But despite all of this, terrorists continue to recruit followers in the name of Islam. How are they able to do so with the evidence stacked against them? One tactic used in addition to misquoting and taking verses out of context is exploiting the grievances that some individuals have against some governments and their policies. They will typically list a litany of complaints, try to build their credibility, and at the end say, “therefore you must take up arms,” in an attempt to attract others to their cult.

So what is the role of religious leaders in combating these calls to violence and promoting peace?

First, religious leaders should continue to make prominent statements and issue rulings rejecting terrorism. Islam can serve as the most powerful tool for combating extremism. Making clear that the Qur’an and the Sunnah reject terrorism can prevent individuals from turning to terror and in some cases has been shown to rehabilitate those who advocate violent extremism.

Second, religious leaders should make sure they are explicit in rejecting the use of terrorism regardless of any grievance against any government or policy. We must recognize that government policies cannot be blamed for this violence. It is important to note that the overwhelming majority of victims of terrorism are Muslims. How can anyone blame government policies for the decision to attack fellow Muslims on Friday prayer? How can anyone justify going on a plane and killing other innocent individuals – both non-Muslim and Muslim - without any doubt in his heart that this is a sinful act that will result in their spiritual, as well as their physical, destruction? It is our duty to reject this ideology unequivocally and blaming the foreign policy of any country is not the answer.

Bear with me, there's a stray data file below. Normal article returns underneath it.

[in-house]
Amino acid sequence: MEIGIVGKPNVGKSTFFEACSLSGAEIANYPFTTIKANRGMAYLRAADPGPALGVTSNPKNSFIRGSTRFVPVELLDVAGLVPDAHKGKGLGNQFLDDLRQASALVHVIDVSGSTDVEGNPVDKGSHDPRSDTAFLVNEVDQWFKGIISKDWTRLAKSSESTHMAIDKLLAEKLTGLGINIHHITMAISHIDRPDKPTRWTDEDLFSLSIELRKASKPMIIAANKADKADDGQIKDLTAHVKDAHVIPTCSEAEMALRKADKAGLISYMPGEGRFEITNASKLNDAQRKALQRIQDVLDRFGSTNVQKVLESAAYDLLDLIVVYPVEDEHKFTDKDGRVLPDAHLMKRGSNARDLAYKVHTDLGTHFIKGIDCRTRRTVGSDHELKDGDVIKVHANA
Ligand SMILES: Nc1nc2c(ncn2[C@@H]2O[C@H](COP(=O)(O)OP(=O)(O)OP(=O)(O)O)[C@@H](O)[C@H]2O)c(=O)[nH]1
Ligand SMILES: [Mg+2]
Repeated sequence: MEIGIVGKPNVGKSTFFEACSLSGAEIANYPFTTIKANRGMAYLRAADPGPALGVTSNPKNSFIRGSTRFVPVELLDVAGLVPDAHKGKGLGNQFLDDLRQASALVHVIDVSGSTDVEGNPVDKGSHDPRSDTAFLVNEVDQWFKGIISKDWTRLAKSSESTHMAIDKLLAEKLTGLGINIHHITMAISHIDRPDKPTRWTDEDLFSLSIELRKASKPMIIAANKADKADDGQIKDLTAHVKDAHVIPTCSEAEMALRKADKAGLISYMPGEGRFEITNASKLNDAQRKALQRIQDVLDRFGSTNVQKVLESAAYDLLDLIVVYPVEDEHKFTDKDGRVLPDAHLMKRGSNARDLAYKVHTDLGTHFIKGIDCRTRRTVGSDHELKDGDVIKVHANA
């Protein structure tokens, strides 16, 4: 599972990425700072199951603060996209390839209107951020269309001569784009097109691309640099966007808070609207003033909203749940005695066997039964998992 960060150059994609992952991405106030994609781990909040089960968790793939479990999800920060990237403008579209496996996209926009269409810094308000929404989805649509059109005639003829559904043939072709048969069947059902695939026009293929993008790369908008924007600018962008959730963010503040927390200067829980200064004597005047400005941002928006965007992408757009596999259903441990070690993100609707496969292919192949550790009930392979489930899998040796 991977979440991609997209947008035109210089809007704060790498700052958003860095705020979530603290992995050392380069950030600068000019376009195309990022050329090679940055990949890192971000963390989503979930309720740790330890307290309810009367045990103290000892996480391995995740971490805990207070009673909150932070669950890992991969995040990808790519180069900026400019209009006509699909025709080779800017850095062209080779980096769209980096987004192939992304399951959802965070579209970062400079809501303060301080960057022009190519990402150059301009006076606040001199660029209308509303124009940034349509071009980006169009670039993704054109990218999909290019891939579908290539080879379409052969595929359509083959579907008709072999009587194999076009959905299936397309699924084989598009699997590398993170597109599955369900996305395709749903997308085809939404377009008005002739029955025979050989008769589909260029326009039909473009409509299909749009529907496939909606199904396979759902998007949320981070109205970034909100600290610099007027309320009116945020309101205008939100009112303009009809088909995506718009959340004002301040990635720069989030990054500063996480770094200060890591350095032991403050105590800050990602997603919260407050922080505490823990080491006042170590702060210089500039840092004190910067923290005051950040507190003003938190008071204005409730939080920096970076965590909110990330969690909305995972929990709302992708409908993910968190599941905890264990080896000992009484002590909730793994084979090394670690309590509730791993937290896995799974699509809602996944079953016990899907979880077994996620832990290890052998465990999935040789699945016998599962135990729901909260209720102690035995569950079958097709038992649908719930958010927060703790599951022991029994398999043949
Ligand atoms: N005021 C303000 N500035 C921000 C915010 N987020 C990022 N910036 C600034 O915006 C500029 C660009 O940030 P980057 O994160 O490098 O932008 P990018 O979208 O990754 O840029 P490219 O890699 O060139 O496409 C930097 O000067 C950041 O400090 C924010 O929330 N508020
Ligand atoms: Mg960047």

Third, religious leaders should use new media and forms of communication that can reach youth and populations that may not be engaged in mosques or community life. Terrorists have been effective in using tools such as YouTube videos and websites to communicate their messages. Religious leaders must do the same.

Fourth, religious leaders should continue to be involved in interfaith efforts and other activities to counter misperceptions of Islam. Islamaphobia and false depictions of Islam as a violent religion undermine security by fueling the terrorists’ narrative of a war against Islam.

Finally, in addition to making statements rejecting terrorism, religious leaders should go one step further by making it clear that there is a religious obligation to help protect the sanctity of life by leading and cooperating in efforts to stop terrorist plots. There have been a number of such success stories in the U.S. and around the world, and cooperation between religious communities and governments will continue to play a major role in protecting international security. Religious leaders have played a critical role in combating terrorism and as they take their efforts to the next level, our ability to eradicate this corrupt ideology will greatly improve.